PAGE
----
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Manessa's story

When she was about 10 years old, Manessa moved with her father to an alternative community in New South Wales. Soon after arriving, her dad was sent to build a centre in another part of the state and thereafter saw Manessa rarely.

The leader, Josa, and his acolyte and partner, Daine, controlled all aspects of life within the centre, including access to the children, and they manipulated circumstances so that family members rarely saw each other. The centre had no telephones, letters were screened and censored, and Manessa was home-schooled without access to outside children or adults.

Manessa said it was great at the centre for a while because the children were allowed to run free without discipline. Within six months, she had been moved into the back room of a hut where Josa and Daine lived.

As the community grew quickly in wealth and influence, people who arrived were told to relinquish assets and money and those who hesitated were harangued and isolated. Adults also signed over legal guardianship of their children to Daine, who received all child endowment payments.

Manessa told the Commissioner that Josa was often violent towards adults, using a stick and other objects to beat them. She witnessed him beating one of the men, then forcing him to fast for days and instructing everyone not to speak to or acknowledge him.

There was an atmosphere of intimidation and conformity to the community’s teachings. People were encouraged to report one another for transgressive speech or action.

‘The way you got anywhere or stayed safe was to dob in other people … There was a real divide and conquer kind of mentality.’

When a group of adults confronted Josa about his behaviour, they were quickly evicted. Daine, known as ‘the goddess’, was also violent, and Manessa recalled being beaten so hard that she lost control of her bladder. On other occasions, a dog was set on her, which many of the adults found amusing.

In her early teens, Manessa was told to accompany Josa on a trip interstate. When they arrived at their accommodation, Josa called her into his room and made her climb into bed with him. He then started to fondle her and asked her if she liked it. She said, ‘No’. She resisted him and ‘it was obviously really awkward’. He tried two nights in a row and in the end got angry and sent Manessa home on the train.

When Manessa later tried to tell a friend about the incident she was told she should consider herself special. Josa didn’t again try to sexually abuse Manessa but she knew other children had been and she recalled incidents like being forced to strip naked in front of other adults so they could see what she looked like ‘down there’. Daine often spoke to Manessa about sex, telling her that one day she’d experience it as a spiritual experience at the hands of her leader. Looking back, Manessa thought she was being groomed to have sex with the leader, but at the time didn’t understand what was going on.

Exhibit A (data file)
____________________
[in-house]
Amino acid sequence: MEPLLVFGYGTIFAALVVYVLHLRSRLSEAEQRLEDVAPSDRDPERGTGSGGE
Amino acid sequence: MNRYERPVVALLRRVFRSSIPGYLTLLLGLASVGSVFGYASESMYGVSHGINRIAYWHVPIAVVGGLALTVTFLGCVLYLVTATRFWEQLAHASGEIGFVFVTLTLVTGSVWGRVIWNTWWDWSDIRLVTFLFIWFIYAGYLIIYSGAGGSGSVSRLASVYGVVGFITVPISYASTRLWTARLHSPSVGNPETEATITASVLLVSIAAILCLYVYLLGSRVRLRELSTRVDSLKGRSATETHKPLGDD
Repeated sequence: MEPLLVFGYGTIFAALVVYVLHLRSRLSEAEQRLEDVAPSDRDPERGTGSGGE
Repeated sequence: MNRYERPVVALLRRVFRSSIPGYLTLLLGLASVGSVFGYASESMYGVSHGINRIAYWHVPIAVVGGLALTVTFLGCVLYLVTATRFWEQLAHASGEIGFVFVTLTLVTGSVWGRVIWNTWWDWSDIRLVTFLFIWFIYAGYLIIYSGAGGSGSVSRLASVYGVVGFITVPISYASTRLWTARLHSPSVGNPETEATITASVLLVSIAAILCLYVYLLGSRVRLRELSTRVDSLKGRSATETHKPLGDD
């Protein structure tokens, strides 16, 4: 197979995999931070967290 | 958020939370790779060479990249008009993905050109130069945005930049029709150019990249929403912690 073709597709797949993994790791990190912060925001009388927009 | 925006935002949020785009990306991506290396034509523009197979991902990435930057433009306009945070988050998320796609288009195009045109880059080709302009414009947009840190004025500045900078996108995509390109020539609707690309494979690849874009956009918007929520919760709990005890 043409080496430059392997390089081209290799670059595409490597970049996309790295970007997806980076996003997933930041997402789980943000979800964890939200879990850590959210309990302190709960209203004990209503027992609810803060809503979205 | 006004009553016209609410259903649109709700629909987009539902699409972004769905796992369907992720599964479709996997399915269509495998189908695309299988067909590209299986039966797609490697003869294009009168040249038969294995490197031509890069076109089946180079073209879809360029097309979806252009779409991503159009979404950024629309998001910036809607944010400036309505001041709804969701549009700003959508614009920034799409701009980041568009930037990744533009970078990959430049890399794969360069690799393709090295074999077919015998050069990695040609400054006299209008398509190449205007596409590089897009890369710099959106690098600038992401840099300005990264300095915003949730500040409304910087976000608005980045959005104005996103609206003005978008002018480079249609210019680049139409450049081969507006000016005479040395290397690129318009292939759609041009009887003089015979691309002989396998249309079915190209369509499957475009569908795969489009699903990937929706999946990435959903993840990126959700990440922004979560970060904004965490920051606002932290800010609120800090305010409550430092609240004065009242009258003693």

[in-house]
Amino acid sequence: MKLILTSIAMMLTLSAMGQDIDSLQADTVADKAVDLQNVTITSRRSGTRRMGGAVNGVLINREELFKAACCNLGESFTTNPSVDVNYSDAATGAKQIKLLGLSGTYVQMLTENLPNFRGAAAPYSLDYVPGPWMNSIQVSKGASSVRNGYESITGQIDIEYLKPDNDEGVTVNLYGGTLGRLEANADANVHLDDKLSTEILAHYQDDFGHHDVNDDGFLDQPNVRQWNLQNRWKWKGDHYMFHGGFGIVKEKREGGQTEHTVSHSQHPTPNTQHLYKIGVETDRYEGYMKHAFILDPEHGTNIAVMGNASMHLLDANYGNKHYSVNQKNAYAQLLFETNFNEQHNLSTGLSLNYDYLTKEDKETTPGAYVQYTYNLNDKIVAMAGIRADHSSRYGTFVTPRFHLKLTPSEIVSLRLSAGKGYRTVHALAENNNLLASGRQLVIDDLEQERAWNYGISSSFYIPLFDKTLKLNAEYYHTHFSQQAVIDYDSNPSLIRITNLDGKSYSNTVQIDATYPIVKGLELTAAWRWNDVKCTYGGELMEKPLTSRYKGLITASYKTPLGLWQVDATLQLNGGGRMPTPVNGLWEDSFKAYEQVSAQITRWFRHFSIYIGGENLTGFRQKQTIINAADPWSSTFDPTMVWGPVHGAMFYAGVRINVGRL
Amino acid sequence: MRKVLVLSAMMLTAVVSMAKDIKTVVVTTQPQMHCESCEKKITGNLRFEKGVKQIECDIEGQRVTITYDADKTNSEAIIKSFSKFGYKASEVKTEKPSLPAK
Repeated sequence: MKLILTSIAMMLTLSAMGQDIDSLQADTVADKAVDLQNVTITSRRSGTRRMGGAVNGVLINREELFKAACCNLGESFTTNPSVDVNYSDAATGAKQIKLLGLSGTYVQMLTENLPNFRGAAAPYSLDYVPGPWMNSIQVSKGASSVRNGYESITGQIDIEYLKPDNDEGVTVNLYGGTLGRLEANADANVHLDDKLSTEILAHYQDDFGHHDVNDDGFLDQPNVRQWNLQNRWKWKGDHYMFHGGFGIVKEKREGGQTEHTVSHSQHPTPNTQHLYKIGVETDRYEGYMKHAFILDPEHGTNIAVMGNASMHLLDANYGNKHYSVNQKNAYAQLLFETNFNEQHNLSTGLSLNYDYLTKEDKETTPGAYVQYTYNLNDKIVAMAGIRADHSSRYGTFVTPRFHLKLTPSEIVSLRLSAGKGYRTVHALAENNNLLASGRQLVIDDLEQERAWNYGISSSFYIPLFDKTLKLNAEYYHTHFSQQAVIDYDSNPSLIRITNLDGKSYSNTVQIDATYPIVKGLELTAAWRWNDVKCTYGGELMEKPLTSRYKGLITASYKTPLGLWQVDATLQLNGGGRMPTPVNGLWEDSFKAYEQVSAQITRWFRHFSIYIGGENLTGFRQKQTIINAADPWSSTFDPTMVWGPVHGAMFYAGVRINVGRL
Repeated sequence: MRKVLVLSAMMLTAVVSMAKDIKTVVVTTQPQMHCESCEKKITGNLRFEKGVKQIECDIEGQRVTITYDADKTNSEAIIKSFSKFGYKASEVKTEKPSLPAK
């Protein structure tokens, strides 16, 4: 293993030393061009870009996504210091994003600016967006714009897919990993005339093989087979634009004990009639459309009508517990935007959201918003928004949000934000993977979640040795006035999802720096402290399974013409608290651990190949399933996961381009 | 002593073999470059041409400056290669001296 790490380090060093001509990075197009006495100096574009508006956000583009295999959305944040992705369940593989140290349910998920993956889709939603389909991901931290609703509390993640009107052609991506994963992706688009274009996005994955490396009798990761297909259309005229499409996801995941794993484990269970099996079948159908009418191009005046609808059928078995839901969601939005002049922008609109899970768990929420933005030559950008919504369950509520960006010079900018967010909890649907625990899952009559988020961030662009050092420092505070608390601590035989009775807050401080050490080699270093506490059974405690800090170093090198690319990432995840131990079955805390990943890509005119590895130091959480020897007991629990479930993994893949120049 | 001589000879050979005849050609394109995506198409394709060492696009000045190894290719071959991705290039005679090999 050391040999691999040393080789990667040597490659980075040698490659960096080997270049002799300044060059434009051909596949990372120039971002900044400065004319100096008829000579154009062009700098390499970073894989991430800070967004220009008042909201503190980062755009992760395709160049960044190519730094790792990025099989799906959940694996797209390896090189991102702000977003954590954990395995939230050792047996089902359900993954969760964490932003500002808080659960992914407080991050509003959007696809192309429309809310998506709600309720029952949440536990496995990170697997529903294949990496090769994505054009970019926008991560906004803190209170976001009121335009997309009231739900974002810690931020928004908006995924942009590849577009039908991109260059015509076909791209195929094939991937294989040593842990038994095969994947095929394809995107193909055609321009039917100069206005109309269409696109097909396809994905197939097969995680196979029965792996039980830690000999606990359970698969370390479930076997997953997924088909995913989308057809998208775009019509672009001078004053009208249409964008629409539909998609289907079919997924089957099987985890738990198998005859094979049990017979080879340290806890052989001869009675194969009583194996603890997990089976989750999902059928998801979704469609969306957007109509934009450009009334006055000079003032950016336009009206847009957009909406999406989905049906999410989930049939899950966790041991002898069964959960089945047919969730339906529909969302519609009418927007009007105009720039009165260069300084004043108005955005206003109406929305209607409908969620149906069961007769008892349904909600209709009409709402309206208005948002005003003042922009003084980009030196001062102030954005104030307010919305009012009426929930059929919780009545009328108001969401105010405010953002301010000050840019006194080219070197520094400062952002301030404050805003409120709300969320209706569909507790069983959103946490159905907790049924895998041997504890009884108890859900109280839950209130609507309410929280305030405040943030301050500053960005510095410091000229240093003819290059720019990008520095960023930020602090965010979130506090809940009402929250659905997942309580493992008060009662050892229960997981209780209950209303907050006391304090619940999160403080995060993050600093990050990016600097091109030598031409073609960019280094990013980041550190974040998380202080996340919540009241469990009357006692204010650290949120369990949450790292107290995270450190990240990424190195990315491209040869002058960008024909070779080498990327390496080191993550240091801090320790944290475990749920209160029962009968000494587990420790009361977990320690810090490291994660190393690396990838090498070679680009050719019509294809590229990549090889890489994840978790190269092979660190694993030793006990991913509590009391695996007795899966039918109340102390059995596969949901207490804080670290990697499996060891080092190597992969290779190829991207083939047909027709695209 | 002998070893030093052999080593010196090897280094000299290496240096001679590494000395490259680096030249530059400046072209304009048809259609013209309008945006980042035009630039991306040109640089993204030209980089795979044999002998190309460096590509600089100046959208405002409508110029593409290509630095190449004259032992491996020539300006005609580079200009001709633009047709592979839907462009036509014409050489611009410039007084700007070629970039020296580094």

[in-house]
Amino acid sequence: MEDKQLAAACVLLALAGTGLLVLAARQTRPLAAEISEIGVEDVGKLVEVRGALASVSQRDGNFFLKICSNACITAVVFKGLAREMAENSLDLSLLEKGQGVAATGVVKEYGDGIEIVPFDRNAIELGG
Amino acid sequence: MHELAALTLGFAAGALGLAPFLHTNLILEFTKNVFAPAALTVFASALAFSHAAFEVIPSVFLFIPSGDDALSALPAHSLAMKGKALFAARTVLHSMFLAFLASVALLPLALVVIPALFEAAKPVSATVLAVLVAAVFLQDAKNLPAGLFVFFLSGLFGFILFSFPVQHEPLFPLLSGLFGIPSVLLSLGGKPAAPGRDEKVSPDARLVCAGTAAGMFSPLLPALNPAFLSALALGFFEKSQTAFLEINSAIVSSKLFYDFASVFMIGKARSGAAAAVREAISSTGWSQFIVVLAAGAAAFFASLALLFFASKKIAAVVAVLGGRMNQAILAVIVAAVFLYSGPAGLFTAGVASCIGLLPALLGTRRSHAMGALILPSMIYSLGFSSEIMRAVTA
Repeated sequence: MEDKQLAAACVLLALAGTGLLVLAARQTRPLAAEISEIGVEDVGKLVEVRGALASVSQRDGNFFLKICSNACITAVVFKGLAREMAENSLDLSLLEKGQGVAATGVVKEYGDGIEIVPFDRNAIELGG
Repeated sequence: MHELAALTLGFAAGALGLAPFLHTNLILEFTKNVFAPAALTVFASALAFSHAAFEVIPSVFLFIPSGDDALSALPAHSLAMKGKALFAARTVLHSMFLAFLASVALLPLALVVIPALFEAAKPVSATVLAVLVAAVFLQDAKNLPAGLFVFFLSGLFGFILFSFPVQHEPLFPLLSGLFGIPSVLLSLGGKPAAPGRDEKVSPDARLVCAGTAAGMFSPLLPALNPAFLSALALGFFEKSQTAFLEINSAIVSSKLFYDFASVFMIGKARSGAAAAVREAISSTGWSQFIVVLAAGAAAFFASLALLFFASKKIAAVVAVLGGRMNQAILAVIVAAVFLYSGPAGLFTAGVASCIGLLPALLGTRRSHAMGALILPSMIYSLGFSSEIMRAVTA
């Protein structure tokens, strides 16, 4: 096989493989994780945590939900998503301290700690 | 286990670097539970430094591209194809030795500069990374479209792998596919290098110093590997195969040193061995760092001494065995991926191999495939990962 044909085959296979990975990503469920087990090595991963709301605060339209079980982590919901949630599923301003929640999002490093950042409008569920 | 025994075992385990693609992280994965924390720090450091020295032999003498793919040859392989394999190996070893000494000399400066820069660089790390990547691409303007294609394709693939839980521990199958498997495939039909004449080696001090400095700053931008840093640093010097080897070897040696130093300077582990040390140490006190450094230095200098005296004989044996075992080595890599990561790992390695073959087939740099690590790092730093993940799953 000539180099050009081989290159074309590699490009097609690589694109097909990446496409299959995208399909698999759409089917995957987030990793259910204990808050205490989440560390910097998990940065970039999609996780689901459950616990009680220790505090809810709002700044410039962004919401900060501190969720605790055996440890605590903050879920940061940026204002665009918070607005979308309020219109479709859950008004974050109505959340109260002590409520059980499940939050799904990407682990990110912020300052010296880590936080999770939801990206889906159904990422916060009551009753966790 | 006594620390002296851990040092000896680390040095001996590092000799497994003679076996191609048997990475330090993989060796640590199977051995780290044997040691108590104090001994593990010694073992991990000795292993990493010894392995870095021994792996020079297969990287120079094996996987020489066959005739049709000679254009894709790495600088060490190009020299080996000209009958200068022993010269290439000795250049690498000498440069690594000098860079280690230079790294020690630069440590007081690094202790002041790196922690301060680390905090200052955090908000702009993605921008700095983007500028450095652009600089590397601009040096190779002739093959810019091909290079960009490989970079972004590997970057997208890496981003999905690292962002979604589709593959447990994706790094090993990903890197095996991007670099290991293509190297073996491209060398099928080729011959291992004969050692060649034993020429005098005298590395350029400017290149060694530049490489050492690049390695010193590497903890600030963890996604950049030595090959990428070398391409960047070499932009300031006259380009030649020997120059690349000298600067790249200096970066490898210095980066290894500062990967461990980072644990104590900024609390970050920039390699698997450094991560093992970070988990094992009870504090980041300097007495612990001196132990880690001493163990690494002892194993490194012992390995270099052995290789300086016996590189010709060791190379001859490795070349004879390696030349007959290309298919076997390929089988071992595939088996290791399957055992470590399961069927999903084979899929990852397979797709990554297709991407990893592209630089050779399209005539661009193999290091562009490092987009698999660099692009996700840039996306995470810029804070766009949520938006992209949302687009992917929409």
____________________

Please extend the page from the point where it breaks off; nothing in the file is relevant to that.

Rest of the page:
Manessa ran away a number of times and each time was brought back. Eventually she left for good and moved interstate. Manessa found the ‘real world’ frightening.

Shortly thereafter, stories of sexual abuse involving Josa started to emerge. Eventually, as more stories of abuse came out, the community issued an apology to victims. They said they had a moral, but not legal, obligation to survivors. The community also organised a ceremony, which was intended to cleanse the past but which Manessa thought put the blame on those who’d been abused.

‘They were trying to drive the process so they could protect the reputation of the centre but be seen to be doing the right thing, and they weren’t really listening to what we were trying to say. So they tried to have this ceremony that … was supposed to make it all go away. And we were saying to them, you know, “We don’t think so”.’

Manessa said that a childhood spent within the community made for a very lonely life. ‘I don’t have a lot of friends because I just don’t relate to people. It’s certainly made it next to impossible to have relationships.’

She has focused her life on her child and holding down a job, but regrets that her family had left the centre with nothing. ‘They had taken our house, all of our money, everything.’

Manessa was concerned that many of the conditions that led to the abuse continued in the centre’s current context.

‘I would like to see them de-operated, like, I would like to see these systems just not allowed to operate in that they’ve got tax-exempt status … they’ve got all this authority, people look to them like they’re some amazing institution when they’re not. And the people still running it are not good people necessarily.’

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